The neural network used in this work is not pre-trained and is conditioned on the observed data only, in this case a halo catalogue obtained from a high resolution dark matter simulation. Zero-shot training describes a method of fitting a function without any training data. Several components are necessary to be able to achieve such a fitting of the neural bias model introduced here. These are: basing the design of the architecture of the network on physical principles; using appropriate functions to model the form of the halo mass distribution function; and finding a stable sampling procedure to obtain parameter samples from the posterior.

## Neural physical engines

Neural physical engines are simply neural networks that are built using physical principles. For example, with a physical model of how some data is distributed according to the parameters of a model, one builds a neural network with the symmetries of such a model built into its architecture. This is particularly useful for several reasons. Primarily, such a neural physical engine is massively protected from overfitting. Overfitting is prevented because only relevant information for the problem in hand is allowed to be fitted, and the network is insensative to spurious features of the data, such as noise. An added benefit to these networks is the massive reduction in the number of parameters necessary to fit the required function. This improves the computational efficiency of the algorithm, decreases training times and increases the interpretability of the network.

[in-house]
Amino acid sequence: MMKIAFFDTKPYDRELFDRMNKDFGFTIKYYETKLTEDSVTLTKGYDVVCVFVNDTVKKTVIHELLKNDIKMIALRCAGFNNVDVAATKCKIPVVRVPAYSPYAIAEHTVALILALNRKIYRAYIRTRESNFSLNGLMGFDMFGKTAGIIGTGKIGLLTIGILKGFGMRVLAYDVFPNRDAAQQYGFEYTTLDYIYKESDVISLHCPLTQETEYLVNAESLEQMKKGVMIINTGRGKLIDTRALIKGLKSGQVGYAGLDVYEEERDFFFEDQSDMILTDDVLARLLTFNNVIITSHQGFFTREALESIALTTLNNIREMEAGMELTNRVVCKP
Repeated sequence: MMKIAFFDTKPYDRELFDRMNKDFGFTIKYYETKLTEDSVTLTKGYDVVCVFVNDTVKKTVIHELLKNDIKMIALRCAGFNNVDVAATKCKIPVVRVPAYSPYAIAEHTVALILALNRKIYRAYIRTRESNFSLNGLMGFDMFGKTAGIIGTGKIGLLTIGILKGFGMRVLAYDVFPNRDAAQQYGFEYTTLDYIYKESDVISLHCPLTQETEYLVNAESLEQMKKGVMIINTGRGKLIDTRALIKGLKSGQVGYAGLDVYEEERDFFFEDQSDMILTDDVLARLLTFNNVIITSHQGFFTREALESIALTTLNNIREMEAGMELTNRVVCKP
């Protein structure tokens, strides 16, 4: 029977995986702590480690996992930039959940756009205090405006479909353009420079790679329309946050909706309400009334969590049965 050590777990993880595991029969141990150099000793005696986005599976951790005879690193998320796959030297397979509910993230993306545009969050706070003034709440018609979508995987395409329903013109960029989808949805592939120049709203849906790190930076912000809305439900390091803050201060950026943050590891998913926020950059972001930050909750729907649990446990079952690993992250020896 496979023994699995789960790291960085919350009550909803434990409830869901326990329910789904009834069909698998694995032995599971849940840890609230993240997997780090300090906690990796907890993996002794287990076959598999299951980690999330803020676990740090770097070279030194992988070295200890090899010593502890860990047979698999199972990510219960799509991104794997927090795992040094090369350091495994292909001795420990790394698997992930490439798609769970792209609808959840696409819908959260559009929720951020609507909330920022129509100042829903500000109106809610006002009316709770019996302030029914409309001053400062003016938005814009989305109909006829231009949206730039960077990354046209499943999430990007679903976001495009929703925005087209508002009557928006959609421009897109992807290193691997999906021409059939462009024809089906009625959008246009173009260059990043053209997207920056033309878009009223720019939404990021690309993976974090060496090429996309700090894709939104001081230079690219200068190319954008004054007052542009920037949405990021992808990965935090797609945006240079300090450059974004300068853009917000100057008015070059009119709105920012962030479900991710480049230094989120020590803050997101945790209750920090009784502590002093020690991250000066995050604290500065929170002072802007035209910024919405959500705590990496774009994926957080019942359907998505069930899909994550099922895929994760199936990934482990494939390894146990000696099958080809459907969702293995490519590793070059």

*The neural physical engine is a physically motivated neural network which maps a dark matter density distribution, evolved by Lagrangian perturbation theory, to a set of summaries which are informative about the abundance of halos of a certain mass on the grid.*

When building the neural bias model we construct a neural physical engine which takes a small patch of the gridded dark matter density field evolved from the initial conditions to today using Lagrangian perturbation theory as an input and outputs a single informative summary per voxel about the abundance of halos with a certain mass at that patch of the dark matter density field. We know that the halo mass distribution function is only sensitive to local information, and at the resolution we are working at, mostly due to the amplitude of the dark matter density field rather than the exact position of structures such as filaments or nodes in the dark matter field. We also know that the data is distributed evenly across the volume, i.e. there is translational and rotational invariance in the dark matter density field. This encourages us to use parameterised three-dimensional convolutional kernels with an extent which is only as large as the relevant scales and where the parameters are shared within the kernels according to a radial symmetry.